Copper is the oldest metal known to humans. Its first use dates back to the prehistoric era, more than 10,000 years ago. Since it's malleable, pliable, and flexible, it has been the primary material for weapons, pendants, and different ornaments.
The way copper is used has significantly changed over the years. Today, it's a staple in various industries, such as plumbing, electronics, and construction. Read on to learn more about the modern-day applications of this metal.
In some areas, copper is the preferred choice for outdoor plumbing. Unlike plastic pipes, this material won't break and get damaged by high water pressure and extreme external force. It also isn't prone to corrosion even when exposed to moisture and harsh acids, as opposed to galvanized steel and cast iron. Many households also choose this material because of its affordability. And since it's a naturally occurring element, using it for plumbing is environment-friendly.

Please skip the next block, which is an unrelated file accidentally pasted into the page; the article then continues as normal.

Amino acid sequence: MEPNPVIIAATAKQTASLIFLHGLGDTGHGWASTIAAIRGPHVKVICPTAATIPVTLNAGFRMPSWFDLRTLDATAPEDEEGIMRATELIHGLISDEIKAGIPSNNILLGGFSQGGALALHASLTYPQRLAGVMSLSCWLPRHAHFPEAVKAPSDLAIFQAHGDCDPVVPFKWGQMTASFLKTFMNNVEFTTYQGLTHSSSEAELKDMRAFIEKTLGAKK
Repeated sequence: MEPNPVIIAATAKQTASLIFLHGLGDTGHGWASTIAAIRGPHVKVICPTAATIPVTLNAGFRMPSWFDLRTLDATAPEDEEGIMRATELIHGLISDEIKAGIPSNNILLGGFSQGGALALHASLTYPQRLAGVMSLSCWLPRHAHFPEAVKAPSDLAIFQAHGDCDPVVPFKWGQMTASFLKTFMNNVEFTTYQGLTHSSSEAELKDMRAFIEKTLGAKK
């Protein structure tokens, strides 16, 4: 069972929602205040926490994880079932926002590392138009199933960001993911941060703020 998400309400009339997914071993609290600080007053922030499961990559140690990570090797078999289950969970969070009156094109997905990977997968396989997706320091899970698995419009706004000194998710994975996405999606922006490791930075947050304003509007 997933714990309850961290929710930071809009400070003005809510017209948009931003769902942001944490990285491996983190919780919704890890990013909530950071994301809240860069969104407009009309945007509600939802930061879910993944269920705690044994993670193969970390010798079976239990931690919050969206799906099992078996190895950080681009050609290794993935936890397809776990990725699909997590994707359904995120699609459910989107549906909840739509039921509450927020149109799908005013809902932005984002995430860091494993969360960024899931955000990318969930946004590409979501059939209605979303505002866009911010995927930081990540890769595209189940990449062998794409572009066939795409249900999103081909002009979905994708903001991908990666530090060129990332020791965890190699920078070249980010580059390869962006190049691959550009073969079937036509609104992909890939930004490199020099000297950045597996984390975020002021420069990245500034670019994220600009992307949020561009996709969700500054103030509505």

Copper has great thermal and electrical conductivity; in fact, it's considered to be the second-best conductor among all naturally occurring elements. When combined with other metals to create alloys, the result produces a material with stronger qualities. Take copper-tungsten, for example. It takes the former's high conductivity and combines it with the latter's high resistance to oxidation, which creates extremely durable wires that don't corrode easily.
Any copper electrical contact supplier recognizes the advantages of these properties and their abundance in the environment to make low-cost options for conductors
This one's a relatively new option for homes, but it's increasingly becoming popular as more people recognize its advantages. Copper roofs are visually appealing due to the metal's natural, lustrous qualities. Plus, its reddish-brown color is perfect for giving your house a rustic and vintage appearance.
More importantly, copper roofs are durable and can last up to 50 years, even with low maintenance. They're also fire resistant, lightweight, and don't add too much strain on your home's foundations. Perhaps the only drawback to this option is it's more expensive than shingles, plastic, and other materials. Since it's purely made of metal, buying large roofing sheets can be a little costly.
The applications of this metal have greatly evolved over the years. From old and simple weapons to copper electrical contacts, there are limitless ways to take advantage of this element.